I've an assembly with a lot of parts assembled in a plate.
Now I need to transfer the holes from the assembled parts, to the main plate. I need to mantain them parametrized according the dimension of the hole of each part, and the same time the amount of the holes of each part (pattern by reference).
Doing this hole by hole, or even part by part, is really painfull...
I've tested IFX, and I think isn't that versatible, because when we add or remove screws, we need to do a lot a things to update.
My question is, what methods do you use to make this task?
Using one of the top down design tools is advisable. To use these tools you must have advanced assembly extension or equivalent.
A layout (.lay file) or a skeleton would work but you will need to plan for the design intent and apply that to existing models which may take more time than you have (it is usually better to use these tools from the beginning of modeling). If you use the skeleton to define the location constraints for each assembled component with holes you can modify a single model (skeleton) and have the plate and component placement update with the holes and any other relevant features.
I would spend some time to consider design intent and re-use and then determine how to create something useful that fits your design process.
You could also define UDFs for the holes of each type of component assembled to the plate, You would then define the location of the components in the plate model and the UDF would add the hole patterns for you. If you use UDFs you could include more than just the holes to be added to the plate. If you will reuse these components in the future the time required for UDF creation will pay off for sure.
so i have found a way to do it , so basically first you have take both part to assembly , and assemble them as the screw should match the other part where screws should be then go following tab
tools\screws select the reference line and surface where screw head should be after screw has been fasted
go to model tree section and right click on the part and select make new subassembly ,then your part will automatically be created according to the screws.
No good way in Creo, especially not 'out of the box'. 😞
At a previous company I worked at, we built our own custom hole UDFs. Each of these groups of features started with a sketched curve that denoted the faster type and size. In the child part there was another set of UDFs (and corresponding mapkeys) that would copy this parent curve into the child model and then use it to control both the placement and size of the child's hole feature. These worked quite well but took a lot of time up front to build and perfect.
Since none of your existing holes were built this way, you're only good option is to manually create hole features in the child parts, one hole at a time. You can create them 'coaxially' (by selecting the axis of the parent hole when placing the child hole), but there is no good way to make sure the sizes actually stay synchronized.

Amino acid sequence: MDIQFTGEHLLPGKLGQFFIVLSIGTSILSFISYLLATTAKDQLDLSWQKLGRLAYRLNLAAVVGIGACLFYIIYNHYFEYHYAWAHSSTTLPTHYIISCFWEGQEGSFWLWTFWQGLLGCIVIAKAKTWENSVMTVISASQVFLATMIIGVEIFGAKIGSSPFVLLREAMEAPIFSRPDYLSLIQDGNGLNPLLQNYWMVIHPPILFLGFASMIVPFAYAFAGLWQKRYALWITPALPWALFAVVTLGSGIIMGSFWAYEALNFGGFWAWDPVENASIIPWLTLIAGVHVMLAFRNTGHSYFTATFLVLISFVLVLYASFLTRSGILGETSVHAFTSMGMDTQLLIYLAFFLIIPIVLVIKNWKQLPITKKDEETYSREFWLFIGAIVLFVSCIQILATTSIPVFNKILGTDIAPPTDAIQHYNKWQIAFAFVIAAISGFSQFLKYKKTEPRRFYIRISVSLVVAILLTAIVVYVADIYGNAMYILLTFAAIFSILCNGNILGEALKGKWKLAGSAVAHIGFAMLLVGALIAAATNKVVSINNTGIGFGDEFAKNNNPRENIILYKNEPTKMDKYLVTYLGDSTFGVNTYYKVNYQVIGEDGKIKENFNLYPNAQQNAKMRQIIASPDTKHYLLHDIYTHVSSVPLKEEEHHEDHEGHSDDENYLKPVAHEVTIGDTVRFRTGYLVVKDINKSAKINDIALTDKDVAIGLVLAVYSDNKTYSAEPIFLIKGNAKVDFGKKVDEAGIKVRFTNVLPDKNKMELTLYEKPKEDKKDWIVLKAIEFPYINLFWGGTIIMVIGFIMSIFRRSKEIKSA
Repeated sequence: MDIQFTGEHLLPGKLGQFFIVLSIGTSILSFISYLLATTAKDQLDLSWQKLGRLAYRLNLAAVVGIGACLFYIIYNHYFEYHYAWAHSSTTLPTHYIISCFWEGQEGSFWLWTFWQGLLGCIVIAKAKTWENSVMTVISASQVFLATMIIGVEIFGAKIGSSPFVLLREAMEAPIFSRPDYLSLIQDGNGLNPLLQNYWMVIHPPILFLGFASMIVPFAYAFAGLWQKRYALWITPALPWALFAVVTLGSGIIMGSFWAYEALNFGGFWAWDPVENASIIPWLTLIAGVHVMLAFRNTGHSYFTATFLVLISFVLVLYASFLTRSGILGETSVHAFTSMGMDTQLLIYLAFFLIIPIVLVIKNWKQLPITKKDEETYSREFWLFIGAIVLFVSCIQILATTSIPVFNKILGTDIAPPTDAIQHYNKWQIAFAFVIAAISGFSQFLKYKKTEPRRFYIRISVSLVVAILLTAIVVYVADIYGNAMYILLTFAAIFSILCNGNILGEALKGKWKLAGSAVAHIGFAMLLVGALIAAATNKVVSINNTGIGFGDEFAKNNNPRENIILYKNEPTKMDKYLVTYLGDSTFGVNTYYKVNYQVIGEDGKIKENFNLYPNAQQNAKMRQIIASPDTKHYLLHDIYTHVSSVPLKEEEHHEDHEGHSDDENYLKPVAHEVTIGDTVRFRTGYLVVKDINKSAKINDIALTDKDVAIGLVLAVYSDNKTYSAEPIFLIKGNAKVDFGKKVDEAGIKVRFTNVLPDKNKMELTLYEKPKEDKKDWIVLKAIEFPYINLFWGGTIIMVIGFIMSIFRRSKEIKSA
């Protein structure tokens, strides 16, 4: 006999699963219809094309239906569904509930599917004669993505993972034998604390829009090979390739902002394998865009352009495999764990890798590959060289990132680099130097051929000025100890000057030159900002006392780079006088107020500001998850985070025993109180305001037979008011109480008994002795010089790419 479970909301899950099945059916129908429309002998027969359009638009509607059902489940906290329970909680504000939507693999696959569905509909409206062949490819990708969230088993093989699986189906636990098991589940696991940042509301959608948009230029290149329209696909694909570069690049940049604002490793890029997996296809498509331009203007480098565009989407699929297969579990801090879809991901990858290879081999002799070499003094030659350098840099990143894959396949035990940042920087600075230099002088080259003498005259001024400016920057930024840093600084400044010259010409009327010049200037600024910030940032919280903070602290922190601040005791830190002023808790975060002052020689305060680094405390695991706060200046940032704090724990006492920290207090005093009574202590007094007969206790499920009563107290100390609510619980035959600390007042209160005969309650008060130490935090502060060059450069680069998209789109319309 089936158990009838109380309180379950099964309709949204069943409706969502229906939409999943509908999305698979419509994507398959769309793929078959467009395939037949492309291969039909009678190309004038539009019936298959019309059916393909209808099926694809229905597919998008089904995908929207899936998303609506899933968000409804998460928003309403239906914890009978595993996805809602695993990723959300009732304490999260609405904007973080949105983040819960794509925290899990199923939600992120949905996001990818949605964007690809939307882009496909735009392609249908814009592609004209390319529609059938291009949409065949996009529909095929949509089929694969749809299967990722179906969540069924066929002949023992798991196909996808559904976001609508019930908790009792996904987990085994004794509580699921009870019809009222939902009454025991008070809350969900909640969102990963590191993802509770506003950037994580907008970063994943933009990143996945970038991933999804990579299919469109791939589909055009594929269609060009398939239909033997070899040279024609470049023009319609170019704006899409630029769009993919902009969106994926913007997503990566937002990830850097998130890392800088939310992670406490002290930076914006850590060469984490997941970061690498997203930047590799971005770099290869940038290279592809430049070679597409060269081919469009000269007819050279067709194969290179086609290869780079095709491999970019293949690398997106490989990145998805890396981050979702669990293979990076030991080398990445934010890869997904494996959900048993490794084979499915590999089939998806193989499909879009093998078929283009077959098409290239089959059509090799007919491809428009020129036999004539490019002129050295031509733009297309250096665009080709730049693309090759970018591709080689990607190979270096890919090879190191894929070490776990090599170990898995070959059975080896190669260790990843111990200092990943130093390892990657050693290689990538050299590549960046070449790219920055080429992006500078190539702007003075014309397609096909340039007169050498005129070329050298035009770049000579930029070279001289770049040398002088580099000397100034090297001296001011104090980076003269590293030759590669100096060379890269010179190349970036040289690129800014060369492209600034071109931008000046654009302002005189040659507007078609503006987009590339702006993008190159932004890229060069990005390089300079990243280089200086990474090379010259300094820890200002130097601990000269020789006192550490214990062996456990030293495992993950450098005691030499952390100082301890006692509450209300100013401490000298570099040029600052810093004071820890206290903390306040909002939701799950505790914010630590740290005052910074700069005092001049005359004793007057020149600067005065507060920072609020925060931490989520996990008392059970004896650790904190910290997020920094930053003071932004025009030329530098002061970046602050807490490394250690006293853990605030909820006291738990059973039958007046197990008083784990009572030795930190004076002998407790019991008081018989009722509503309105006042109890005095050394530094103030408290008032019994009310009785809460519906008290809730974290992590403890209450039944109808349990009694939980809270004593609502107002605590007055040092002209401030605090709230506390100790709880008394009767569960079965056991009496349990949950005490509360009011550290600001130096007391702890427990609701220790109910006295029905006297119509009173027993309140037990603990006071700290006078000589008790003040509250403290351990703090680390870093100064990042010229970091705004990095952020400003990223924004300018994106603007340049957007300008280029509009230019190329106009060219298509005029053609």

We too explored IFX in the past, but the requirement to build axes in advance for every hole seems clunky and redundant. Maybe that's changed in later releases...
Here's a post I wrote back in 2013 on this same topic. I don't think much has changed.
If you haven't already you should consider point patterns.
Yes I've considered that, but how can I mantain the parametrization between the holes, regard hole size?
This is something that I would love to have in CREO.
Imagine if Creo could do this:
You are right...
Generally speaking, we would normally use IFX for this type of thing. You can use the reassemble command to link all of your holes together. When redefining holes, you can choose to redefine all reassembled holes at the same time.
As you mentioned that you don't want to use IFX, there is another method that I use sometimes that you might find helpful. It involves copy and paste special. All you need to do is copy your feature and use the paste special command. Choose Advanced Reference Configuration to choose the new references for the copied feature.
After the feature is copied, it will be dependent upon the parent feature. This makes updating hole sizes much quicker. I've attached a quick video for reference.
Your method looks good, but have you parametrized the dimension of the first hole, with the hole from first part?
In this example, the tapped holes in the blue part are all linked together via the paste special operation. They are not linked to the size of the hole in gray part. Since the gray parts are all the same (typical use case for us), it's not a big deal to change the size of the hole. Simply put, I would need to change the size of the first hole in the blue part and the gray part.
You could parameterize the size of the holes in both parts, likely at a skeleton level, if you wanted to keep them linked together. To me, that's a bit cumbersome and would lead me back to the IFX path. That functionality is already built into IFX. Another video attached for reference.
Side note: IFX can be a little slow and clunky at times.
Yes, IFX is much slower. and if you change the amount of screws we need to update them, is not automatic.
How are you editing the amount of screws? If you use point patterns as @Chris3 mentioned, you can just add another point and the number of fasteners will update accordingly. Video attached (Point Patterns with IFX)
We use UDFs as @TomU mentioned to create axis patterns for fasteners. We use point patterns exclusively. It's not as fast as the SolidWorks example but combining UDFs with mapkeys gets you close. Video attached (UDF Point Patterns)